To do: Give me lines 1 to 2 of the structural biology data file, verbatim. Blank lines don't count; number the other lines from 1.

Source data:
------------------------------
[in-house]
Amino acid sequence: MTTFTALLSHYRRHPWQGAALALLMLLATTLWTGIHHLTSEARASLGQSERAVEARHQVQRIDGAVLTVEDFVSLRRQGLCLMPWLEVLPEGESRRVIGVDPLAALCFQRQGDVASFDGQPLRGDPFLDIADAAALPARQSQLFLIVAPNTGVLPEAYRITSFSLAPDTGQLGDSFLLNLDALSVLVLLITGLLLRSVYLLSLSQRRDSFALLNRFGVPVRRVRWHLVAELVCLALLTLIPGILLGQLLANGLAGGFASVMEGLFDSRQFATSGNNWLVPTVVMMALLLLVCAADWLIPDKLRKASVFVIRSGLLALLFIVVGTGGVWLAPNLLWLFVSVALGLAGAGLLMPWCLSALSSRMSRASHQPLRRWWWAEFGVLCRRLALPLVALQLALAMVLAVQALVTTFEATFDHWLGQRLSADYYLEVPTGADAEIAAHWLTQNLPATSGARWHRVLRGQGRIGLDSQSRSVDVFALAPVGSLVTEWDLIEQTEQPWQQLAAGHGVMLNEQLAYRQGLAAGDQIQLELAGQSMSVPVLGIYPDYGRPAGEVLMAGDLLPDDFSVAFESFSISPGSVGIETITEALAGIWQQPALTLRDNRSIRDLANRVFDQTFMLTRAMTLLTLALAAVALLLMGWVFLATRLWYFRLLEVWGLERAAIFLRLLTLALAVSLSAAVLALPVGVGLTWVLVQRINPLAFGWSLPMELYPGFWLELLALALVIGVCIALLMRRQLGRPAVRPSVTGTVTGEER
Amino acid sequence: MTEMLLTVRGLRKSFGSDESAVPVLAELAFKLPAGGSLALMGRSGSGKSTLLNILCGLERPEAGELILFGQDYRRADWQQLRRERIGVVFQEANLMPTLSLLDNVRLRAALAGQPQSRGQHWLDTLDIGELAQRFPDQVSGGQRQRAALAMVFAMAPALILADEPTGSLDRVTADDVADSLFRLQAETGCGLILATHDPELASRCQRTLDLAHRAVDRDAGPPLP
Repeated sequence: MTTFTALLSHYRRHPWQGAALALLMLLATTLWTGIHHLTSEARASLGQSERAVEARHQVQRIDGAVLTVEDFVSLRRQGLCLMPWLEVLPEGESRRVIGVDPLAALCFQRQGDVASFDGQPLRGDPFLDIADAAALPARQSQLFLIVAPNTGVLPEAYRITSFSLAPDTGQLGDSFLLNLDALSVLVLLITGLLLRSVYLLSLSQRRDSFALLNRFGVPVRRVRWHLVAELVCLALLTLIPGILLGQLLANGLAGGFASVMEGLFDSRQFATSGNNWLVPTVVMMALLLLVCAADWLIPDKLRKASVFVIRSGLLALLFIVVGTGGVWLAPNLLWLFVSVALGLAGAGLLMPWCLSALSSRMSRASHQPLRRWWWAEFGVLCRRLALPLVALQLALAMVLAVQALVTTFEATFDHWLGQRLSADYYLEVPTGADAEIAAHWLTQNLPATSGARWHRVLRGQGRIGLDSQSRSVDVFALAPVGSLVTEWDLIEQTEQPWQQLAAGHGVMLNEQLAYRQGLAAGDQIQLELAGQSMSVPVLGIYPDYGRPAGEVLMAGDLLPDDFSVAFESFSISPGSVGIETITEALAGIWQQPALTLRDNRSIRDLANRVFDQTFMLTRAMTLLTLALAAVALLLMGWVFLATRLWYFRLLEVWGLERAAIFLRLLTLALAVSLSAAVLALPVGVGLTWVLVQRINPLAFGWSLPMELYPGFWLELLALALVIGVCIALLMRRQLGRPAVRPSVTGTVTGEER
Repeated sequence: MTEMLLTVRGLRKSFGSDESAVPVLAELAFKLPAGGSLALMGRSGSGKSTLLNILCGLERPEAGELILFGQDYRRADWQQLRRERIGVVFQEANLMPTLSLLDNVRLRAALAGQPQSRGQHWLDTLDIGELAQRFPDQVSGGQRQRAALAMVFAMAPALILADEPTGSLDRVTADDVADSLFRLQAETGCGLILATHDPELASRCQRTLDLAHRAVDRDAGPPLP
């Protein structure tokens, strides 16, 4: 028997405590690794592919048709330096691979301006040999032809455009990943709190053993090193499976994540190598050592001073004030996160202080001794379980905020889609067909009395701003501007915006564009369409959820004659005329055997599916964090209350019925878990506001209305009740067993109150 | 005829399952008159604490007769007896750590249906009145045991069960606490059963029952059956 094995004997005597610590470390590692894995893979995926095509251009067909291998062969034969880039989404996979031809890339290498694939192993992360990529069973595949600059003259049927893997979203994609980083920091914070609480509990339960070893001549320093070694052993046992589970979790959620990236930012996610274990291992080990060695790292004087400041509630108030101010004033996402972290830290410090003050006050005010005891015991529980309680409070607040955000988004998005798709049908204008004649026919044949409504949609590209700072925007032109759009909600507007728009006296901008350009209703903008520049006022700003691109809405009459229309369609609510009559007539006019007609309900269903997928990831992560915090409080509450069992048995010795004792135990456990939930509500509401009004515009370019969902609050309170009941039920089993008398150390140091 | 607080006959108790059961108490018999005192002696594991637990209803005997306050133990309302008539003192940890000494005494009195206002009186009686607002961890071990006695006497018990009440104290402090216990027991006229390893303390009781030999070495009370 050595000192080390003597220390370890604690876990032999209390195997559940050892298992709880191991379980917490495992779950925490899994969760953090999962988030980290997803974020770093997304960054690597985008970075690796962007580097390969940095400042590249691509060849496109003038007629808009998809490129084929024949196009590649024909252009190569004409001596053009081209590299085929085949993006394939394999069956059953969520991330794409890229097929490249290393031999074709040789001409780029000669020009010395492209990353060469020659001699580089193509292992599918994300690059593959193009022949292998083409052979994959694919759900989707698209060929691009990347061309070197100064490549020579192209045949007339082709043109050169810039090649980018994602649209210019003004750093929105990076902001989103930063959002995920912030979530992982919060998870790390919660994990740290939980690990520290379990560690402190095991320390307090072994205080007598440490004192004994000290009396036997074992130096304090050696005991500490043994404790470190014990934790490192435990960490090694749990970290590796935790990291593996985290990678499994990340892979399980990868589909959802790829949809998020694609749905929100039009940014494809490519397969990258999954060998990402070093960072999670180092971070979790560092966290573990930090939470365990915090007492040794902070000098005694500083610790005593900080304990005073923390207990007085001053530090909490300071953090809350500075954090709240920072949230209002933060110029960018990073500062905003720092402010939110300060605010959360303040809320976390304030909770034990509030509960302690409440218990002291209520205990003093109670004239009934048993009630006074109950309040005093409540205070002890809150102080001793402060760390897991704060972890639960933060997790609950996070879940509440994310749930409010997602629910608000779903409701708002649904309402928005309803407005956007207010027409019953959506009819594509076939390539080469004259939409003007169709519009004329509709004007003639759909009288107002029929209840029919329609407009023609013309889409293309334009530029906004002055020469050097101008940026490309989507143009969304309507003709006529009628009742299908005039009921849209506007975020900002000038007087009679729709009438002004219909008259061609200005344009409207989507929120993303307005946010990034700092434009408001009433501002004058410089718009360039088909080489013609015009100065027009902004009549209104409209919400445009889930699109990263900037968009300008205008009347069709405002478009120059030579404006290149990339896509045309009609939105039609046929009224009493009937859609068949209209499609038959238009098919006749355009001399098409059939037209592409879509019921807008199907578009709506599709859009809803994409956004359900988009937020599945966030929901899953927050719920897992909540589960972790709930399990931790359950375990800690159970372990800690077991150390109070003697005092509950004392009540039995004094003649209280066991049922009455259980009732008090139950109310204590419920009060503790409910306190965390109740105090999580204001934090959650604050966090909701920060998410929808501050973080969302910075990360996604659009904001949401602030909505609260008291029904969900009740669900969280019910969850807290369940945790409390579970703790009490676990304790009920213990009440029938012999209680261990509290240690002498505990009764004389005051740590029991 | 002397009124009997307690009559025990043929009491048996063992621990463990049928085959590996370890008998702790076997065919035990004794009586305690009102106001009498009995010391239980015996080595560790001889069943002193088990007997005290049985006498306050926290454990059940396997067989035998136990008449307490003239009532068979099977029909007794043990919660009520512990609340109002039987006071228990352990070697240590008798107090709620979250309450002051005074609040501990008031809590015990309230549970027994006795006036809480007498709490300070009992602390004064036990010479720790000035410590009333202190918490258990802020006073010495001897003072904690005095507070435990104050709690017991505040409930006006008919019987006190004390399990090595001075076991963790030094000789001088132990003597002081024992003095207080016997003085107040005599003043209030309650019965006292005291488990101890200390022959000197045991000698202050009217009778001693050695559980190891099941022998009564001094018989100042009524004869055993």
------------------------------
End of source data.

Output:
[in-house]
Amino acid sequence: MTTFTALLSHYRRHPWQGAALALLMLLATTLWTGIHHLTSEARASLGQSERAVEARHQVQRIDGAVLTVEDFVSLRRQGLCLMPWLEVLPEGESRRVIGVDPLAALCFQRQGDVASFDGQPLRGDPFLDIADAAALPARQSQLFLIVAPNTGVLPEAYRITSFSLAPDTGQLGDSFLLNLDALSVLVLLITGLLLRSVYLLSLSQRRDSFALLNRFGVPVRRVRWHLVAELVCLALLTLIPGILLGQLLANGLAGGFASVMEGLFDSRQFATSGNNWLVPTVVMMALLLLVCAADWLIPDKLRKASVFVIRSGLLALLFIVVGTGGVWLAPNLLWLFVSVALGLAGAGLLMPWCLSALSSRMSRASHQPLRRWWWAEFGVLCRRLALPLVALQLALAMVLAVQALVTTFEATFDHWLGQRLSADYYLEVPTGADAEIAAHWLTQNLPATSGARWHRVLRGQGRIGLDSQSRSVDVFALAPVGSLVTEWDLIEQTEQPWQQLAAGHGVMLNEQLAYRQGLAAGDQIQLELAGQSMSVPVLGIYPDYGRPAGEVLMAGDLLPDDFSVAFESFSISPGSVGIETITEALAGIWQQPALTLRDNRSIRDLANRVFDQTFMLTRAMTLLTLALAAVALLLMGWVFLATRLWYFRLLEVWGLERAAIFLRLLTLALAVSLSAAVLALPVGVGLTWVLVQRINPLAFGWSLPMELYPGFWLELLALALVIGVCIALLMRRQLGRPAVRPSVTGTVTGEER